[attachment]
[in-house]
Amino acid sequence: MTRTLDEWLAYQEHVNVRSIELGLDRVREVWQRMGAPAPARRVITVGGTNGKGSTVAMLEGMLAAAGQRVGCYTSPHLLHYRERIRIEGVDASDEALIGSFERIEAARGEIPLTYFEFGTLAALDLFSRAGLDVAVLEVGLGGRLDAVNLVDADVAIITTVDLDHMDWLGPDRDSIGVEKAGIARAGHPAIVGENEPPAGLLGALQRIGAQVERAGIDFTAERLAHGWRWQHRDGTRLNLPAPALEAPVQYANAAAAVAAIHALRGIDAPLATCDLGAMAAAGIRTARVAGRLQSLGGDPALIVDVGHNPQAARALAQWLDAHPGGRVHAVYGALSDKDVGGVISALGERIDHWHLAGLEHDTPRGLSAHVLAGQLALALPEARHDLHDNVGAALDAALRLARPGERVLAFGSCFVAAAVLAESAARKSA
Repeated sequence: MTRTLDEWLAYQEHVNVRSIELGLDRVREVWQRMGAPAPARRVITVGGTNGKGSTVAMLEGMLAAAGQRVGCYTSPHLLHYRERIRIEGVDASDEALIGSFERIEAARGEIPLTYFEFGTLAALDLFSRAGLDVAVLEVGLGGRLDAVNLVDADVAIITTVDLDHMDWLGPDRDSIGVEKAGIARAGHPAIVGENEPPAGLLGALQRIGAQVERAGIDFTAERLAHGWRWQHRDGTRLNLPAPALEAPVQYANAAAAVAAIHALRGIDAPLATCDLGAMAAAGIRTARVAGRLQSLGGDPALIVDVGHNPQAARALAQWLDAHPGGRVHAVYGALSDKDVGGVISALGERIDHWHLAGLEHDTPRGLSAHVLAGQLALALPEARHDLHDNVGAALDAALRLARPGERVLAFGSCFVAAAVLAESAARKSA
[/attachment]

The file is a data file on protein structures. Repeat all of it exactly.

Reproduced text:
[in-house]
Amino acid sequence: MTRTLDEWLAYQEHVNVRSIELGLDRVREVWQRMGAPAPARRVITVGGTNGKGSTVAMLEGMLAAAGQRVGCYTSPHLLHYRERIRIEGVDASDEALIGSFERIEAARGEIPLTYFEFGTLAALDLFSRAGLDVAVLEVGLGGRLDAVNLVDADVAIITTVDLDHMDWLGPDRDSIGVEKAGIARAGHPAIVGENEPPAGLLGALQRIGAQVERAGIDFTAERLAHGWRWQHRDGTRLNLPAPALEAPVQYANAAAAVAAIHALRGIDAPLATCDLGAMAAAGIRTARVAGRLQSLGGDPALIVDVGHNPQAARALAQWLDAHPGGRVHAVYGALSDKDVGGVISALGERIDHWHLAGLEHDTPRGLSAHVLAGQLALALPEARHDLHDNVGAALDAALRLARPGERVLAFGSCFVAAAVLAESAARKSA
Repeated sequence: MTRTLDEWLAYQEHVNVRSIELGLDRVREVWQRMGAPAPARRVITVGGTNGKGSTVAMLEGMLAAAGQRVGCYTSPHLLHYRERIRIEGVDASDEALIGSFERIEAARGEIPLTYFEFGTLAALDLFSRAGLDVAVLEVGLGGRLDAVNLVDADVAIITTVDLDHMDWLGPDRDSIGVEKAGIARAGHPAIVGENEPPAGLLGALQRIGAQVERAGIDFTAERLAHGWRWQHRDGTRLNLPAPALEAPVQYANAAAAVAAIHALRGIDAPLATCDLGAMAAAGIRTARVAGRLQSLGGDPALIVDVGHNPQAARALAQWLDAHPGGRVHAVYGALSDKDVGGVISALGERIDHWHLAGLEHDTPRGLSAHVLAGQLALALPEARHDLHDNVGAALDAALRLARPGERVLAFGSCFVAAAVLAESAARKSA